When a sales girl approaches Parvaneh in a Zürich cosmetic shop, it’s startling. It feels as if we’ve spent a lifetime traveling with Parvaneh in silence that we, too, feel foreign in a cosmopolitan city.

Hamzavi’s unique short film allows us to re-examine how we see things. Through Parvaneh’s eyes, what we find familiar seems foreign. Yet this hajj is one we all should take. It’s beautiful in its simplicity, showing us the East and West isn’t that far apart after all.

“Parvaneh” was written and directed by Talkhon Hamzavi. The film was nominated in the 2015 Academy Awards for Best Live Action Short Film. 

‘Snowpiercer’: Bong Joon-ho’s Pandora’s box

Hope is hard to find when you’re trapped in a cold iron box — surrounded by sickness, violence and 1,000 lean starving bodies with no room to move. But hope is there — buried in Pandora’s box.

It’s the fire in Curtis’ (Chris Evans) eyes as he patiently plans for rebellion. It’s the rumble in Edgar’s (Jamie Bell) belly as he hungers for steak. It’s the desperation in Tanya’s (Octavia Spencer) voice as she searches for her son, Timmy (Marcanthonee Reis). And it’s the feeling in our gut as we watch Bong Joon-ho’s two-hour dystopian film, “Snowpiercer.”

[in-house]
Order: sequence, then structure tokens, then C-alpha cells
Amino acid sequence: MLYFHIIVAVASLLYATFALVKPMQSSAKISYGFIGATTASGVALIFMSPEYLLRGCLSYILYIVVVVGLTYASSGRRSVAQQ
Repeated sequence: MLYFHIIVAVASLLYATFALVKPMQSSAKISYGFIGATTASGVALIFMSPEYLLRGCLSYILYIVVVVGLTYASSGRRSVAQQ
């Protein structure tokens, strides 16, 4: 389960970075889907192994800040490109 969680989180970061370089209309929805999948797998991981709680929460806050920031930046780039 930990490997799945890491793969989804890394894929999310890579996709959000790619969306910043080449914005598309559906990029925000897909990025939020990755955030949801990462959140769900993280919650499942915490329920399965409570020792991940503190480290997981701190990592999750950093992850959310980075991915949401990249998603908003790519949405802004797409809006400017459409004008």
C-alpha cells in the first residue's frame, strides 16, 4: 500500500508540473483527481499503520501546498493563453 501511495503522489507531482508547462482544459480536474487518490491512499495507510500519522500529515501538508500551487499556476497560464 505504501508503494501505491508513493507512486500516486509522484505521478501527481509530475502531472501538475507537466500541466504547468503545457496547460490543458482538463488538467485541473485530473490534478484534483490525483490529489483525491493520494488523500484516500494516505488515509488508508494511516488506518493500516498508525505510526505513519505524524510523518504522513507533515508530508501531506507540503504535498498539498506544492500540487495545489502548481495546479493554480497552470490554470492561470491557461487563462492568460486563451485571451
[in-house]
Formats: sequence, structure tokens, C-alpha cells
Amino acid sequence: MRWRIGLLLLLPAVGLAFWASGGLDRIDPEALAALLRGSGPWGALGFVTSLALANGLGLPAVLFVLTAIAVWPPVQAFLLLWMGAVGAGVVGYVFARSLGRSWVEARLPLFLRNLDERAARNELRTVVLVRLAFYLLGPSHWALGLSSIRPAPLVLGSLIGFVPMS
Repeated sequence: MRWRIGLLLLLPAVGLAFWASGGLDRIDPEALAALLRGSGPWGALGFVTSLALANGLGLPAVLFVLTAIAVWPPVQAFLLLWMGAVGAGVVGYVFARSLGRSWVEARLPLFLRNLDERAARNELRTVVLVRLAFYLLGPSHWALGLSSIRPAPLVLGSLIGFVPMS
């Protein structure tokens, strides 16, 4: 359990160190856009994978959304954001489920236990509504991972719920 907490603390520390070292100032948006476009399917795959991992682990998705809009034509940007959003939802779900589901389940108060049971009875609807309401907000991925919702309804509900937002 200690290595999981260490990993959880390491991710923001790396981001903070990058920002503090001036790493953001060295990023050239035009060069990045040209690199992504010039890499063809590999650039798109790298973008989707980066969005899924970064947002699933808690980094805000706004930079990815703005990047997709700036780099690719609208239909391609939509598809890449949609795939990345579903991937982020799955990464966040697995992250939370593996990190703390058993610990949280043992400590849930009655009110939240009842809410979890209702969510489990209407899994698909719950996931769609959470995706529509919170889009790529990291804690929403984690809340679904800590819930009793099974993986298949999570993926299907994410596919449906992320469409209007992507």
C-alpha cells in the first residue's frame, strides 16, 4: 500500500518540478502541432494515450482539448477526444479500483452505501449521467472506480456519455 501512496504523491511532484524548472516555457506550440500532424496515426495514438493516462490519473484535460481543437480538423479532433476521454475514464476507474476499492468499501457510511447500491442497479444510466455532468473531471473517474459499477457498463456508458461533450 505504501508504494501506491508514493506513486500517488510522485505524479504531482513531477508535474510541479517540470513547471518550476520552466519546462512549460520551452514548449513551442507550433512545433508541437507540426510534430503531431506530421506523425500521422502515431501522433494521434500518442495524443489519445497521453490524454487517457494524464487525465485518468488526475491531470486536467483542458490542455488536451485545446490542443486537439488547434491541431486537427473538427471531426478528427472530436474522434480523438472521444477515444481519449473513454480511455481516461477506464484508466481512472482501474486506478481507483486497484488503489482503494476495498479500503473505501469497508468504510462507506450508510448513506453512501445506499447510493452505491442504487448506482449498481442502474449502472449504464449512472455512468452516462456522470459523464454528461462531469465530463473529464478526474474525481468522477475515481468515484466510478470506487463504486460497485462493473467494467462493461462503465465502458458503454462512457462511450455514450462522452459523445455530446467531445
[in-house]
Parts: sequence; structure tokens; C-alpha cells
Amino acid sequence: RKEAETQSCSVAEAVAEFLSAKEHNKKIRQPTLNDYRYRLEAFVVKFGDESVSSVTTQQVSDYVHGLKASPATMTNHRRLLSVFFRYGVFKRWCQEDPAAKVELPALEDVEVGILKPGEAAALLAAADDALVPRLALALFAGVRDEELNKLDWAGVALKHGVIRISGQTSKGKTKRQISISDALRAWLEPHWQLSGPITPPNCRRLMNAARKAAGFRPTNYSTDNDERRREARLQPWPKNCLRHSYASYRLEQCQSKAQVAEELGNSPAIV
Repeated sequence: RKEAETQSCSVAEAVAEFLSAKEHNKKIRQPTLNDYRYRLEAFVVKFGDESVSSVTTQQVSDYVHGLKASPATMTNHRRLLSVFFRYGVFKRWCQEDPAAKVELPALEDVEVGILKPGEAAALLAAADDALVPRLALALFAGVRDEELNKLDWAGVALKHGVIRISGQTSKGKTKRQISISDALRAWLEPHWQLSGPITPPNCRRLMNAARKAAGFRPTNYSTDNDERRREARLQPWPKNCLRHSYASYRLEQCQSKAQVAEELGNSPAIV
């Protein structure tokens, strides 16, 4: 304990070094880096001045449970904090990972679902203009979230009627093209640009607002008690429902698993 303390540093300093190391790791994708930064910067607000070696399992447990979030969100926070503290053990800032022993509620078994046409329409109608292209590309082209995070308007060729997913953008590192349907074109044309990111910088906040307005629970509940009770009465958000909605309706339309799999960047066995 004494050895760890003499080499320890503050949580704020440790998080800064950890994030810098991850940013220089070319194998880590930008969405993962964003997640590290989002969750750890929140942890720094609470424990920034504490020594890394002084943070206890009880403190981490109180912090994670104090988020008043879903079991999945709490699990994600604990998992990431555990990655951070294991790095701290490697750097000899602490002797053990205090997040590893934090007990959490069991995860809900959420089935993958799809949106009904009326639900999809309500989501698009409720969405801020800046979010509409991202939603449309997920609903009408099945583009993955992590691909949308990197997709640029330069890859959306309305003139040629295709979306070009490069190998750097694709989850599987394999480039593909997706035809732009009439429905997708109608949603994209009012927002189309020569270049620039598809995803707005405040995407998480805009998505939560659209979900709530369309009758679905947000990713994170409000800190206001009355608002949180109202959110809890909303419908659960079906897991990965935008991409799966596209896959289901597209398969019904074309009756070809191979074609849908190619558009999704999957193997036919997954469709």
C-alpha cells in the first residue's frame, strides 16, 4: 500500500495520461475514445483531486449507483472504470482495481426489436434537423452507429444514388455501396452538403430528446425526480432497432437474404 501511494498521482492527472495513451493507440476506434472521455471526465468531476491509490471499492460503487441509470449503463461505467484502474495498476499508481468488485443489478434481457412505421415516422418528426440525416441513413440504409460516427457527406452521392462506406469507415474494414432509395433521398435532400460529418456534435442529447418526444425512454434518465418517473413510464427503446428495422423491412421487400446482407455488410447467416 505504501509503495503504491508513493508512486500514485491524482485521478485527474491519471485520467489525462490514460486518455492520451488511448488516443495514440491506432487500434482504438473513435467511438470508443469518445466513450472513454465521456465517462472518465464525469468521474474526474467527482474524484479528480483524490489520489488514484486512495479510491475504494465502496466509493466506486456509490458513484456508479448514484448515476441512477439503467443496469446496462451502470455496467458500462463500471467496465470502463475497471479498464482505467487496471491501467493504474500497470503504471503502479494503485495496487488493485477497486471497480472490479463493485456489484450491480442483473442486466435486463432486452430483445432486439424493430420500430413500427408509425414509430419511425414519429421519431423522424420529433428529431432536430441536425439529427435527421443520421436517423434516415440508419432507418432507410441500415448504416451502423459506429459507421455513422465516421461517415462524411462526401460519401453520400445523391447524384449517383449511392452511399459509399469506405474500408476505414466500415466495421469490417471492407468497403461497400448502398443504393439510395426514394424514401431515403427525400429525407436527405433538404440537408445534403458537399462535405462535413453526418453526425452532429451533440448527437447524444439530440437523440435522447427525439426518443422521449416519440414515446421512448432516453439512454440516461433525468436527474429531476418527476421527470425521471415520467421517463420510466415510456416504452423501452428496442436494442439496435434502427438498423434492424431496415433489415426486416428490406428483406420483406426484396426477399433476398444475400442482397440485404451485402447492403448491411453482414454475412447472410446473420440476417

Inspired by Benjamin Legrand, Jacques Lob and Jean-Marc Rochette’s French graphic novel “Le Transperceneige,” “Snowpiercer” takes place in 2031 — 17 years after man’s remedy for global warming froze the earth. Humanity survives on Wilford’s (Ed Harris) sacred ark — a transcontinental train seated by social class. At its head is Wilford, the train’s divine engineer, and Wilfred’s mouthpiece Mason (played by the excellent Tilda Swinton). It’s caboose contains the dirty and destitute, yearning for a better life.